Just curious. After doing your rod bearings, what oil touched them brand wise. Even at 10% failure rate, I wouldn't open up my engine just to do rods. Re one of the posts above best wear rate seen, , looks like if you plot the wear rate good for perhaps another 10 years or 100k at least on the balance of probabilities perhaps.

Re rs4 carbon buildup are equating that to systemic engines going bang. If so reckon that's BS unless ones done 300k with a backyard mechanic. Sure it's a problem on some and the dyno chart shows a bit less under the stock curve but my systemic engines going bang? Just a view after seeing a couple of rs4 engines opened up.
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      02-19-2020, 01:22 AM   #166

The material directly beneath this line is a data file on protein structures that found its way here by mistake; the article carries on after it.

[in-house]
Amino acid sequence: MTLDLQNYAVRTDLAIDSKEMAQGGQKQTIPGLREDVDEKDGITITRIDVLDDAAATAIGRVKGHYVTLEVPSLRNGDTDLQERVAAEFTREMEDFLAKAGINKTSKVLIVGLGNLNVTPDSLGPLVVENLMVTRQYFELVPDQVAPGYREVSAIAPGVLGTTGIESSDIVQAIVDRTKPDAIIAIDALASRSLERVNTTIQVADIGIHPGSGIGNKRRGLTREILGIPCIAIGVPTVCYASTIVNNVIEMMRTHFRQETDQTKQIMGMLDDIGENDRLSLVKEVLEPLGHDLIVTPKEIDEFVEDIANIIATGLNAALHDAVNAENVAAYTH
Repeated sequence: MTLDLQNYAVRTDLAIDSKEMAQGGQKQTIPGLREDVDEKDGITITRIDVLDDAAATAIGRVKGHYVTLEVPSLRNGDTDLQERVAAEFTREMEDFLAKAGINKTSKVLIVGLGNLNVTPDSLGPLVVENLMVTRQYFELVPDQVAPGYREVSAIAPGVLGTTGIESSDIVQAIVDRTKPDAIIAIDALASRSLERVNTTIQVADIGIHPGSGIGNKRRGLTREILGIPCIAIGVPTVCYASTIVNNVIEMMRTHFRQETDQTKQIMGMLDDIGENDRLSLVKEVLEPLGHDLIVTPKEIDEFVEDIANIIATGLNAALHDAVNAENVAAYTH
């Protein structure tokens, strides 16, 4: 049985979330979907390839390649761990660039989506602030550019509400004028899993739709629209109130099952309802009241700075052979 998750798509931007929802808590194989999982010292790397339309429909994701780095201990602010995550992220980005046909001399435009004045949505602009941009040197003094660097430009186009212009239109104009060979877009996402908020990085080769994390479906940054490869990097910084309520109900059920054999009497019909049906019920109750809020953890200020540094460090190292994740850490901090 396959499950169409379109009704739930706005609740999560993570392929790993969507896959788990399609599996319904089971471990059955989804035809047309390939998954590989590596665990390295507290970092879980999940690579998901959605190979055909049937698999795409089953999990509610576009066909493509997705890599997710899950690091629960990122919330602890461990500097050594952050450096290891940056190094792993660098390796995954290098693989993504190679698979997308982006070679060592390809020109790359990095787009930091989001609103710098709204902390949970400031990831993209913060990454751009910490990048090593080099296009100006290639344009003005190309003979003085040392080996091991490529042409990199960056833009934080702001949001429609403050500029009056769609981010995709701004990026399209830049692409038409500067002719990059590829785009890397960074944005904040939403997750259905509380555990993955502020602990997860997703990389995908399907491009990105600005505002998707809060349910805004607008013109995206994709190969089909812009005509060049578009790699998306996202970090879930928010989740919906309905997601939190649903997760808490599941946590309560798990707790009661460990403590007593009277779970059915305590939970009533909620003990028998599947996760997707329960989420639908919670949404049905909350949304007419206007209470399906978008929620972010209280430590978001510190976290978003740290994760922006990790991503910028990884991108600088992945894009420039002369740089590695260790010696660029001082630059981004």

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Regarding RS - no - I was not referring to a "bang" as such. More about an issue, that appears to be well documented, that a manufacturer chooses to ignore. Owners wearing cost of early maintenance on it, which given the purchase price of the vehicle, arguably should not be happening. Was not the best example to use given the context of the S65 discussion - I'll accept that.

Also - was not taking the piss when I mentioned if the failure S65 numbers were "validated". I had missed earlier posted references to where the numbers you were quoting actually came from. Just wanna say I meant no disrespect to the other forum members who collected the info.